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How to Encourage Gender Diversity

31 August 2018 No Comment

By now, you’re probably well aware of the UK’s Gender Pay Gap. A government report revealed an average GPG of 9.3%, with only 11% of women employed by a company that pays women an equal or higher salary than men. That means 89% of women work for a company that pays women, on average, less than men.

 

The Gender Pay Gap cannot be attributed to one specific cause, but results from a combination of several factors like the fact that men are more likely to be employed within more senior roles and in higher-paid sectors such as the STEM field. Women are also more likely to work part-time, mainly due to family commitments, and many workplaces have a conscious or unconscious bias towards female employees.

 

How Can You Challenge the Gender Pay Gap?

 

Change won’t come from beating up business leaders … It has to be about finding ways to all come together to improve gender imbalance in the workplace. – Brenda Trenowden, chair of the 30% Club

 

It’s important for all employers, regardless of size, to consider ways of addressing any gender disparity. Being proactive about the issue can help establish your reputation as a progressive company that wants to guarantee the best working environment for employees of all sexes. Below, you’ll find some practical ways for promoting a more equal workplace:

 

  • Tackle Unconscious Bias. Being aware of unconscious bias towards female employees is the first step towards addressing the Gender Pay Gap. Managers and business leaders should receive training to ensure that decisions are never made based solely on an individual’s gender.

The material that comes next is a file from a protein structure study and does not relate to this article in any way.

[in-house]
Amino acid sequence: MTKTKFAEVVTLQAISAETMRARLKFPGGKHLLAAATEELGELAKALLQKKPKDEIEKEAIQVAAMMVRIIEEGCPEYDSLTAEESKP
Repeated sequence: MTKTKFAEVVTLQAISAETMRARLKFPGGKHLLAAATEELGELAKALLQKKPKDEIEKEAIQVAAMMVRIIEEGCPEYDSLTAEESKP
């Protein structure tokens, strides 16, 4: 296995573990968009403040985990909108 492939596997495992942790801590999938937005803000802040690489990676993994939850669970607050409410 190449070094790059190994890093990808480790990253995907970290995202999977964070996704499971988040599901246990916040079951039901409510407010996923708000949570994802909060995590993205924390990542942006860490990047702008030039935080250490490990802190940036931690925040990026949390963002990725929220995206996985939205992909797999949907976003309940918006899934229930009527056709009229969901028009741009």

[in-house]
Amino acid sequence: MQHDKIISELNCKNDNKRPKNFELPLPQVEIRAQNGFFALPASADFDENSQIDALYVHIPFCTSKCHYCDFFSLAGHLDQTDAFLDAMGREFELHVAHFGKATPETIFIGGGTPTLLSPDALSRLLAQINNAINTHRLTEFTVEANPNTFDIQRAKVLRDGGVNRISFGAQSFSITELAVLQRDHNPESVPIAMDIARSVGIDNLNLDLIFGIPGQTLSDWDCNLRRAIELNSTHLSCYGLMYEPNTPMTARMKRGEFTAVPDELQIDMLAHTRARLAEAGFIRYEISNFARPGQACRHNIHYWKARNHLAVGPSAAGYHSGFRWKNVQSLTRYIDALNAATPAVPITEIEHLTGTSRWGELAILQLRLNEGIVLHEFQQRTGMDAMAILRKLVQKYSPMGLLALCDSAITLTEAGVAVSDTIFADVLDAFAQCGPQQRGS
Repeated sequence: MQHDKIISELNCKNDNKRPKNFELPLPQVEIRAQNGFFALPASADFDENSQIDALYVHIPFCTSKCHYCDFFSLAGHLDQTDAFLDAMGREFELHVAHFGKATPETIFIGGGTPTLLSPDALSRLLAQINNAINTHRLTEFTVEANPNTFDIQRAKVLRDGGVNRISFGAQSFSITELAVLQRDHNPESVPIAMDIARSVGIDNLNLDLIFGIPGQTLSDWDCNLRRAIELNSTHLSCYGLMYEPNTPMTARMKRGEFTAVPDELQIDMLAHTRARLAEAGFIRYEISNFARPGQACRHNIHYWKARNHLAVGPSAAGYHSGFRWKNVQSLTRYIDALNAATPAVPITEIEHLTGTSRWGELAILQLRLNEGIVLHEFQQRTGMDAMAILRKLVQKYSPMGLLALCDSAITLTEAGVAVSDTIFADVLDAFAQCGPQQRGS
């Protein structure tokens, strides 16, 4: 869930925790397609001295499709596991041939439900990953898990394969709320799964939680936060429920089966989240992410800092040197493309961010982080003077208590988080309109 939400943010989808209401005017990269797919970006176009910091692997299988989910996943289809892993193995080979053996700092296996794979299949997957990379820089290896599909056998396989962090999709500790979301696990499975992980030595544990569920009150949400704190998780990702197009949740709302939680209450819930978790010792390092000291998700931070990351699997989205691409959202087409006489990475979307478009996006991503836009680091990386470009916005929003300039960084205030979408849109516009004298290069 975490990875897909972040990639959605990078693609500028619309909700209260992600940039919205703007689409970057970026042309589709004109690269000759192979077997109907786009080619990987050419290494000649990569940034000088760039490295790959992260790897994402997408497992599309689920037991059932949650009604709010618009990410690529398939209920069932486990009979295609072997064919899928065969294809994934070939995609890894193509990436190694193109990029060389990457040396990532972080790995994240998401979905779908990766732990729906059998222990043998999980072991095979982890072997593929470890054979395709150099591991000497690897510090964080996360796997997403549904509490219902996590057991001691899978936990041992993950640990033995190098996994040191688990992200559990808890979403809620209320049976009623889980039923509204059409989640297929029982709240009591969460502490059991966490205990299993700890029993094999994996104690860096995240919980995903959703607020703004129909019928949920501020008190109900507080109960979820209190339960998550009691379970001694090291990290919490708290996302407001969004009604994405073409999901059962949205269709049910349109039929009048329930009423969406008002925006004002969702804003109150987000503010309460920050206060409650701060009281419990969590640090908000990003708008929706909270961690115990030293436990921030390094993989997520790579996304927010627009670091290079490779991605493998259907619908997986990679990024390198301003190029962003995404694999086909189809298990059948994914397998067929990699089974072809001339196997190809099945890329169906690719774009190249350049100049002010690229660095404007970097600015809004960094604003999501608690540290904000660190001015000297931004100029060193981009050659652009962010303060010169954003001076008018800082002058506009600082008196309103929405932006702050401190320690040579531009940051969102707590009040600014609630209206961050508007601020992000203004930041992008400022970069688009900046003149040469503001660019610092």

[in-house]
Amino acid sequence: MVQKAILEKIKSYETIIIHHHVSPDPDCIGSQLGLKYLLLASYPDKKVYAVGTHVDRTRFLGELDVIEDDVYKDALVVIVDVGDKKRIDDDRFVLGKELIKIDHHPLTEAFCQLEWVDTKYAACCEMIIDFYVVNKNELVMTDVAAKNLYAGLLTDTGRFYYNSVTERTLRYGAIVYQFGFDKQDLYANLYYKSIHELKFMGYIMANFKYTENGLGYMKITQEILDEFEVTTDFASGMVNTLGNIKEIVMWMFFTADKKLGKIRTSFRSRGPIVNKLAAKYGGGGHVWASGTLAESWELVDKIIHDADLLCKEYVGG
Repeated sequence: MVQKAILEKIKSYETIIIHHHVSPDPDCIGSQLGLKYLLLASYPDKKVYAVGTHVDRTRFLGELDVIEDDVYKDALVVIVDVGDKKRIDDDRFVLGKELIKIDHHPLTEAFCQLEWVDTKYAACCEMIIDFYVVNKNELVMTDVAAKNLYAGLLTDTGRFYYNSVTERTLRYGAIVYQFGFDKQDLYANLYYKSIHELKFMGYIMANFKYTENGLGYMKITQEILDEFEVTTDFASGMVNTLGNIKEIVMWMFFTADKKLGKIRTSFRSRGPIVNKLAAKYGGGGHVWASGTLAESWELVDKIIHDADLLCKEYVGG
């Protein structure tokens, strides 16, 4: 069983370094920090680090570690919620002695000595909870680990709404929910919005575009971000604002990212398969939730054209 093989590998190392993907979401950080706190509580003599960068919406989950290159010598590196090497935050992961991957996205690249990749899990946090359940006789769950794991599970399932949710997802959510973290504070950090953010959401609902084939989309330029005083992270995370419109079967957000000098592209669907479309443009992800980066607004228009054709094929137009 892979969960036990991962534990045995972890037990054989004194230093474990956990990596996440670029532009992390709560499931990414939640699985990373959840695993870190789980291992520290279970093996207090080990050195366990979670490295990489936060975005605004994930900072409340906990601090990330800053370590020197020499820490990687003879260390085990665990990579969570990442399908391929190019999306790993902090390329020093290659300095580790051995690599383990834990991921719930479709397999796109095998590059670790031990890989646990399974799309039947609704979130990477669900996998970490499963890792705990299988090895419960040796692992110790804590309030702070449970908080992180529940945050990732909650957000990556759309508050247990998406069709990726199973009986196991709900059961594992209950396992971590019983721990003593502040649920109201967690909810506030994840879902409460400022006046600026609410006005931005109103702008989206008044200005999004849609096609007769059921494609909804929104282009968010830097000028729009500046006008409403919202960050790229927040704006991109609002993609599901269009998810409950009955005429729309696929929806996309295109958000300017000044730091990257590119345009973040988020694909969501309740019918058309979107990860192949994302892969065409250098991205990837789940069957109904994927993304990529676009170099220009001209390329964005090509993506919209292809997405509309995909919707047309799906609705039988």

• Offer Flexible Working. Many women, and some men, are forced into part-time roles because they also need to juggle care commitments and can’t work traditional hours. Offering flexible working, like allowing employees to work from home or outside traditional hours, means that employees can achieve a better work-life balance and meet all of their commitments.

 

  • Help with Childcare. According to the Government Equalities Office, two million people in the UK cannot work due to care commitments – 89% of these people are women. As an employer, you can help provide childcare or offer employees company-paid childcare vouchers so that those with childcare commitments can equally contribute to the workplace.

 

  • Provide Leadership Training. Leadership training can improve employees’ confidence to ensure that everyone has the opportunity to reach senior positions.

 

 

Learn more about the issue with Gender Pay Gap Reporting: What Your Business Needs to Know.

 

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